In our previous episode in our Womxn in Athletics series, we heard from Dr. Nicole LaVoi, Director of the University of Minnesota’s Tucker Center for Research on Girls & Women in Sport about the challenges female coaches face. She shared the mind-boggling statistic that, while the passage of Title IX in 1972 led to an explosion in opportunities for female athletes, the percentage of women coaching women’s teams went from 90% back then to only around 42% today, and that statistic has remained stagnant for the past decade. If you haven’t listened to that episode yet, we highly recommend it as a warm-up to this next installment featuring renowned hockey coach Shannon Miller.
Miller’s long list of accomplishments include being the first female head coach for Team Canada and Canada’s first-ever female Olympic Head Coach; her team took silver in the 1998 Winter Olympic Games. She served as head coach for the University of Minnesota, Duluth’s women’s hockey team for 15 years, winning five NCAA championships. After the 2014-15 season, UMD chose not to renew Miller’s contract, citing budget concerns. Miller, along with former UMD softball coach Jen Banford and former women’s basketball coach Annette Wiles, filed a federal lawsuit against the university, alleging discrimination and Title IX violations. In March of 2018 Miller won that case and was awarded $3.74 million in damages. We spoke with her shortly after that verdict for this episode; in our next installment, we follow up a year later, getting an update on her legal battle, which is far from over.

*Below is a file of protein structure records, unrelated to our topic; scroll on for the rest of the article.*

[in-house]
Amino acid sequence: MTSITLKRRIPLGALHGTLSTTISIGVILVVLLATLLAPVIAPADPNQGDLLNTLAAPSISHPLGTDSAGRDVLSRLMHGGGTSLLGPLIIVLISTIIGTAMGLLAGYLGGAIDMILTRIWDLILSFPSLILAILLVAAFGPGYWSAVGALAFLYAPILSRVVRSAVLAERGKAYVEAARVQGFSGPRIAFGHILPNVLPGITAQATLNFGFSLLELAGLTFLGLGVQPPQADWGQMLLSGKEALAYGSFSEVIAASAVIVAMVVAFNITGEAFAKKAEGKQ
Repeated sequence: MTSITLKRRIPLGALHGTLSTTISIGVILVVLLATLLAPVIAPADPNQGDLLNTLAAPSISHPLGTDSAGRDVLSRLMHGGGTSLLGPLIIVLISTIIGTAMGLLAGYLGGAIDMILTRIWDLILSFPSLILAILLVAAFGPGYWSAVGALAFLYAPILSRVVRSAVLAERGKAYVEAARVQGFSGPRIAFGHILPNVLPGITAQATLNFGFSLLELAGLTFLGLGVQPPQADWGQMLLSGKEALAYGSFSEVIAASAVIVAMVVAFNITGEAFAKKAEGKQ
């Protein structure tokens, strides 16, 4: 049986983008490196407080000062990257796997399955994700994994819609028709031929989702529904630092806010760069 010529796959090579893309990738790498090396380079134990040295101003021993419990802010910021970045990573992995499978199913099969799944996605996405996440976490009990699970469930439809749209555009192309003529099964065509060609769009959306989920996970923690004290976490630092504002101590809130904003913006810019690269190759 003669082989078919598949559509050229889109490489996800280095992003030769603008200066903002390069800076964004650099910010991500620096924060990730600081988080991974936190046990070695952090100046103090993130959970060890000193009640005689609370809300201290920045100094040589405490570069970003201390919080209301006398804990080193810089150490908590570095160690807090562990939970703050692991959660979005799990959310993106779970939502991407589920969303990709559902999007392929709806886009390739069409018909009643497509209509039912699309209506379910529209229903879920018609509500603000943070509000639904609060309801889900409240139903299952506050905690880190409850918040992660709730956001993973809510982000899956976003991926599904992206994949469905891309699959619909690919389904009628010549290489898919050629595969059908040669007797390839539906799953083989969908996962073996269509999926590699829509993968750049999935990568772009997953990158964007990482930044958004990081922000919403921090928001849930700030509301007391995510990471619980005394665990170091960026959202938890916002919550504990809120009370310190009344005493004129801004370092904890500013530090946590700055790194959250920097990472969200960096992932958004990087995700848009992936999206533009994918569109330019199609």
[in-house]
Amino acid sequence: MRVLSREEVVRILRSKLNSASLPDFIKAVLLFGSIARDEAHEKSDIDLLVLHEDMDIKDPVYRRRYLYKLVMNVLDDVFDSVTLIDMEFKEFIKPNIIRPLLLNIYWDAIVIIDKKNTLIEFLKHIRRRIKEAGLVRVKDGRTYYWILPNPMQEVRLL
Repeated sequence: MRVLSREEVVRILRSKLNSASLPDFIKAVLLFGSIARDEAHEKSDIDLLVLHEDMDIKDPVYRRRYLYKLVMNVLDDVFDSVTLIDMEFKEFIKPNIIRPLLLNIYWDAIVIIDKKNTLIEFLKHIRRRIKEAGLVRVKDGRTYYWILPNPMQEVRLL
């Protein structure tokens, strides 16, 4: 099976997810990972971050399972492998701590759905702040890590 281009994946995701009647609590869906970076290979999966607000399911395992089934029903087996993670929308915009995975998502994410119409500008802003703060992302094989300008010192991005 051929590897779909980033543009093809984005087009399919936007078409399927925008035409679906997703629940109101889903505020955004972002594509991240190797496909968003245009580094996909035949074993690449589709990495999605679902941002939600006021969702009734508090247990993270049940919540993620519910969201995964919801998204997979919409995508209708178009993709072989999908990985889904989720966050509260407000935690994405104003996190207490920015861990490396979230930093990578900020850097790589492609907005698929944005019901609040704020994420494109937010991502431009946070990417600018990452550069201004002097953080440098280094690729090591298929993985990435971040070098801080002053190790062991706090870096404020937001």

In this first conversation, Miller talks about the challenges she’s faced being a trailblazing female coach who has always been openly gay, and what motivates her to keep fighting for progress for women in athletics.